"The central question here, as in all issues concerning indigenous rights, is who is in a position to control resources. It is question of land rights." (1) Sami--Scandinavia
"To us Indians human rights is a matter of daily survival; it is the right to food, to firewood and to fresh water, but above all it is the right to our customs." (2) Plains Cree--Canada
"Our history, identity, and tribal sovereignity are indistinguishable from the land. From time immemorial, it has always been so." (3) Umatilla--United States
Since the Stocholm Declaration thirty years ago and particularly in the last decade, the rights and status of indigenous peoples (4) have begun to secure a more widely recognized place in international law, (5) including international environmental law. As a result of the impact of several important conventions, the rights of indigenous peoples are increasingly defined. Parallel to these developments, commentators have contributed analysis to an emerging framework for protecting and enhancing the rights of indigenous peoples. (6)
In that same vein, the paradox is that indigenous peoples are confronted with increasing impacts from the demand for natural resources,, development, population growth and international trade. These effects are particularly important because the culture of indigenous peoples is often directly dependent on natural resources and changes are likely to create long-lasting, even permanent environmental harm. Indigenous peoples are thus especially vulnerable to these forces from a cultural standpoint. (7)
Indigenous peoples are also found in some of the most sensitive areas of the world where, as in the Arctic and the Nordic region for example, the flora and fauna are extremely susceptible to irretrievable damage. (8) In this way, culture and the environment are intertwined and for many indigenous peoples, they are indivisible. Any harm to one is almost certain to damage the other and injury to both is a substantial threat to identity and therefore, even survival.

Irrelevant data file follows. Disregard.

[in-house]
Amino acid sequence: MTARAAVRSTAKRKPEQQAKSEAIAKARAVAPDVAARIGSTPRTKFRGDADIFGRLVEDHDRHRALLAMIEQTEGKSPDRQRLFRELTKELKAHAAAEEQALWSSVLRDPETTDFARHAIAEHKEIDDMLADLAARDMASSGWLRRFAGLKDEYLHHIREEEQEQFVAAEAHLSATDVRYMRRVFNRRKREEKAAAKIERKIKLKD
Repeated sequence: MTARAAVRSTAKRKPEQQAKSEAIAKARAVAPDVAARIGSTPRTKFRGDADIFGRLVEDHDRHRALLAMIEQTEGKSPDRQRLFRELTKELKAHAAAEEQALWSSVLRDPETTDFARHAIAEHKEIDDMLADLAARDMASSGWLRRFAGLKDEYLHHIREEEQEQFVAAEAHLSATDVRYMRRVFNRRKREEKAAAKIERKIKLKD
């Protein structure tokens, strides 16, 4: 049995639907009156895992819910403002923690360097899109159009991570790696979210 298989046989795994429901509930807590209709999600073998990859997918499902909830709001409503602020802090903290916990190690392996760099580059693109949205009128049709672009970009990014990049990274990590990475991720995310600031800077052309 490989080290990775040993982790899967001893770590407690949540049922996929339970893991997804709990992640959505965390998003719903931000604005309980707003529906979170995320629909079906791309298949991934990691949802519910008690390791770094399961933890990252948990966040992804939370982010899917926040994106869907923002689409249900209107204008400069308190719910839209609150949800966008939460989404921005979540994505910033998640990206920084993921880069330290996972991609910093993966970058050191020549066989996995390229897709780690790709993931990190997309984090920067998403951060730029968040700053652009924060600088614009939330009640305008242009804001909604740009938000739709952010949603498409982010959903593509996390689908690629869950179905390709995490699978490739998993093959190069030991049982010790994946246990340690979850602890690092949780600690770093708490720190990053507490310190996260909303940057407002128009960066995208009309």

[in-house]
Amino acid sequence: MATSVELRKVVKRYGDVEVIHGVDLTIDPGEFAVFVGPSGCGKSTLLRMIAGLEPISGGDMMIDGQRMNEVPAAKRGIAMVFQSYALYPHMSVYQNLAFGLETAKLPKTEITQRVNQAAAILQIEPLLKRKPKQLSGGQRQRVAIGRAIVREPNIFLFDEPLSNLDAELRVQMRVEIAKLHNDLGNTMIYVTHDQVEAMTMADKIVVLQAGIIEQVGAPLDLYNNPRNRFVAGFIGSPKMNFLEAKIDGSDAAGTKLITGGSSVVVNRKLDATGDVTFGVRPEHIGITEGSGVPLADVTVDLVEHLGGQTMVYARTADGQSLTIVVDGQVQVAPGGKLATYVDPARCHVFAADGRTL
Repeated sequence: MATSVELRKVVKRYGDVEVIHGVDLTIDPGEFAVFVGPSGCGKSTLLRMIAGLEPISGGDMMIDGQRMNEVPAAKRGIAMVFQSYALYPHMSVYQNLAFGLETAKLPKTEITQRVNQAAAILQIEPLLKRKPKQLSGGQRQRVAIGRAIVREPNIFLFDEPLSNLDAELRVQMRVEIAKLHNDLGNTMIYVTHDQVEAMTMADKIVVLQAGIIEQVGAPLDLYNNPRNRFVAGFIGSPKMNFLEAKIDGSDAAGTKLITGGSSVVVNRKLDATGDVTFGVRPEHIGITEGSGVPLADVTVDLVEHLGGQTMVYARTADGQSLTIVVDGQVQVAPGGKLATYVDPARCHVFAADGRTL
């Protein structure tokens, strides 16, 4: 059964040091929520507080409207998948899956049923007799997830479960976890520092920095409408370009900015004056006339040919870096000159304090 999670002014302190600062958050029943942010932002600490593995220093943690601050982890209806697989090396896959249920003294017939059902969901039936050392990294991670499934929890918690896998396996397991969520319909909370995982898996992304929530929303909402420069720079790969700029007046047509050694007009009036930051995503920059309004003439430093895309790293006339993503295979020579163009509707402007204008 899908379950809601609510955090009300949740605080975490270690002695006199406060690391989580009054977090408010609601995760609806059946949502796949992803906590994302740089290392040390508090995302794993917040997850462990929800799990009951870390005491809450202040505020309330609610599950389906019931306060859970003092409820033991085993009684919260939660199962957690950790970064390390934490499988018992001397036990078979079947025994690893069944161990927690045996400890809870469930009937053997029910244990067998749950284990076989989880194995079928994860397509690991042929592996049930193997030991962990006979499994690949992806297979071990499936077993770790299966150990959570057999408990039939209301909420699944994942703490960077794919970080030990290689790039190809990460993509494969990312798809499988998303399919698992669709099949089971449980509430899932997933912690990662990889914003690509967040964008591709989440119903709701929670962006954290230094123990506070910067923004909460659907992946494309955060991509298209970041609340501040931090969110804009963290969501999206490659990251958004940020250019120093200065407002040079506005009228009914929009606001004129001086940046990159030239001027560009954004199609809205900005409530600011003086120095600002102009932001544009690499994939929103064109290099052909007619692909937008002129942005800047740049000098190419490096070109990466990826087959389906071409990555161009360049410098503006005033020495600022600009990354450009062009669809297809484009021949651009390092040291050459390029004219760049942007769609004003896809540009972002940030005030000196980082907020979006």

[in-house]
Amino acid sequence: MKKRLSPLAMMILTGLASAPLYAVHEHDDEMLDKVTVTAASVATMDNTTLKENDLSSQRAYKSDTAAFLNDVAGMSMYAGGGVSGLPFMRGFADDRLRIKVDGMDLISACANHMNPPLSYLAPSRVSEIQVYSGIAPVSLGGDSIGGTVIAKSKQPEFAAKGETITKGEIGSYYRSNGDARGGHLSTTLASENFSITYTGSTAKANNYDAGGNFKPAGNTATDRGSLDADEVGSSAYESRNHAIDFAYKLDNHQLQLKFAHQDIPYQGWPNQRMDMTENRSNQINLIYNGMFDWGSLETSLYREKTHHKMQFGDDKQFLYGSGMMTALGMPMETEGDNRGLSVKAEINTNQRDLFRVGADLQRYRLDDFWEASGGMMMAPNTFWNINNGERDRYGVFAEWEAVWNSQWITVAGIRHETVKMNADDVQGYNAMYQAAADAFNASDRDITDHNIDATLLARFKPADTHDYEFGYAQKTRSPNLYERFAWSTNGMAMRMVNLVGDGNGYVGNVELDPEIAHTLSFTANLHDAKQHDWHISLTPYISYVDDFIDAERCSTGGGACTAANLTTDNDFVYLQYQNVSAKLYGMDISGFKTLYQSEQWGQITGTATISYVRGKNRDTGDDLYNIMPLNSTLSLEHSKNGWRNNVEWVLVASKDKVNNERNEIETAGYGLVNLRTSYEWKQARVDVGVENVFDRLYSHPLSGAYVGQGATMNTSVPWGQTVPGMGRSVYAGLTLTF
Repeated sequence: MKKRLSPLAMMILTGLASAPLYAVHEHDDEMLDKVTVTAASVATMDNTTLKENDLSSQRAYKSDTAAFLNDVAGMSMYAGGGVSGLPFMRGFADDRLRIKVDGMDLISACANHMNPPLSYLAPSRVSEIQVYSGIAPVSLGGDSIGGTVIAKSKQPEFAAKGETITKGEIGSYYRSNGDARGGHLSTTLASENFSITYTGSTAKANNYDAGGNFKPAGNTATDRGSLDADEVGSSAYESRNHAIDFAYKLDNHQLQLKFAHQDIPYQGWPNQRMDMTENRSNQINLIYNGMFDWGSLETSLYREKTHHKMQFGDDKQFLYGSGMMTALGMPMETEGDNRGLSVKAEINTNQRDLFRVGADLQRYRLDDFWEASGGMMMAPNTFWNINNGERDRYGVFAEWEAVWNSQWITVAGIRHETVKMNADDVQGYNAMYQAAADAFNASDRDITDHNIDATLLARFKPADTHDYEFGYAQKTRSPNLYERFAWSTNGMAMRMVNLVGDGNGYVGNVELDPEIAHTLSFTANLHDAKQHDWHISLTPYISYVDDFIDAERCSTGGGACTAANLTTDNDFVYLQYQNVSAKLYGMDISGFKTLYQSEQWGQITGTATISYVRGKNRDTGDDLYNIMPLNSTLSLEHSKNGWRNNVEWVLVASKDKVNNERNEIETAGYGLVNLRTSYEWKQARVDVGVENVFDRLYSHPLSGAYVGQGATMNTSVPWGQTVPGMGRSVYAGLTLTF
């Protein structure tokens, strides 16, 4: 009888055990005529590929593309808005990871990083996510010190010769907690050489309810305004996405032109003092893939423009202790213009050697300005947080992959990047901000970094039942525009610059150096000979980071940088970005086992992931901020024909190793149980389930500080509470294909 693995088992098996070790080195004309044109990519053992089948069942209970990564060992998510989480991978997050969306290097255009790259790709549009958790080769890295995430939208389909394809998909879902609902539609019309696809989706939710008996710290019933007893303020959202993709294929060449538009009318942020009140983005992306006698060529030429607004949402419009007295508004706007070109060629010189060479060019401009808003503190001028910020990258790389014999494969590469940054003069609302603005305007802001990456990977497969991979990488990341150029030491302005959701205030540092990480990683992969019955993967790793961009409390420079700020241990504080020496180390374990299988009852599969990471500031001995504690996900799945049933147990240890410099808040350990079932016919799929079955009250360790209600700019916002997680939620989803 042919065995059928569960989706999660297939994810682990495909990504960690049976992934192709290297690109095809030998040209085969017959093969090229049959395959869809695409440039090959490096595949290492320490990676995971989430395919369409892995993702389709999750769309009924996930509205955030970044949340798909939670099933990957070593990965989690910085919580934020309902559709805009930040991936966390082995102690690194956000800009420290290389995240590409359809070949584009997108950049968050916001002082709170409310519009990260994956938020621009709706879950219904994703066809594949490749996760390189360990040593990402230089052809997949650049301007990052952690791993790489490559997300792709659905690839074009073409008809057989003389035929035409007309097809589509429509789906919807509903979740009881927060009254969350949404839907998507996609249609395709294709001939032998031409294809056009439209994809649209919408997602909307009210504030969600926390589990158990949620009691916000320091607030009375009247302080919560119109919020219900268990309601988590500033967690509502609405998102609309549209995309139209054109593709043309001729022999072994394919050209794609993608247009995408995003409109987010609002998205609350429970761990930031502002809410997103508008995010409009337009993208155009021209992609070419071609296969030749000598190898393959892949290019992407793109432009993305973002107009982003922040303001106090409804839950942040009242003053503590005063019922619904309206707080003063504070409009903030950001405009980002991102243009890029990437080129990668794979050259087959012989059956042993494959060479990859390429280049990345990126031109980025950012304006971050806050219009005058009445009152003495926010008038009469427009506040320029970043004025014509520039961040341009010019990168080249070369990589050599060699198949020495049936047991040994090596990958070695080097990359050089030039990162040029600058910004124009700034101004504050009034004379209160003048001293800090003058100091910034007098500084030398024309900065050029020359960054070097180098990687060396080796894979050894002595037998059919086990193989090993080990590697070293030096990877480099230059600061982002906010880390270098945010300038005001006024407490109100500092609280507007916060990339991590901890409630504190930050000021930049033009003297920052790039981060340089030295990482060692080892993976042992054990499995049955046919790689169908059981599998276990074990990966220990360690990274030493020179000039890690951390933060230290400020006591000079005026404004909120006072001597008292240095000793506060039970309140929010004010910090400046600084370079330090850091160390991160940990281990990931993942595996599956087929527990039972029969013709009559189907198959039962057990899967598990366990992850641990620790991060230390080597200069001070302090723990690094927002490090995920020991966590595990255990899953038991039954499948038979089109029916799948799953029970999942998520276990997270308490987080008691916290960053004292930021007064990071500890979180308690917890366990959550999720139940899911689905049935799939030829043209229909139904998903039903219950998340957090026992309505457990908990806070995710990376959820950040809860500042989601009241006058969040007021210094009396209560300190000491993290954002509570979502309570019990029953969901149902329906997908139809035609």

This article considers selected aspects of these impacts from a Nordic perspective, focusing on natural resources, the environment and the Sami (formerly referred to by others as the Lapps), found in the last wilderness of Europe. In light of the vast cultural diversity of indigenous peoples across the world, where it is estimated there are some 5,000 different groups in seventy different countries, (9) it is instructive to examine these impacts in a more specific context, in light of the heritage, belief systems and world view presented. (10) Further, by examining one group like the Sami through the lens of specific conflicts and issues relating to natural resources and the environment, analysis moves beyond theoretical constructs, addressing the challenge in implementing legal principles and standards and in creating and maintaining institutions for the protection of their rights.
In that same vein, an informed understanding of the status of indigenous peoples in one context has value in providing insight into the broader framework of international and domestic law relating to indigenous peoples generally. By considering the context in a more empirical setting, scholarship has the prospect of contributing to a more pragmatic understanding of the issues related to indigenous peoples and the environment, and their rights and aspirations.
Part I of the article introduces the larger picture and the process of transition in which indigenous peoples like the Sami are found. The discussion focuses on both the convergence of legal systems generally which influence the protection of indigenous peoples in international and domestic law and the concomitant impacts related to the concentration of new forces from trade, technology and communications, or, in a word, globalization. These dynamics, in concert with the `internationalization' of the environment, have special consequences for indigenous peoples. …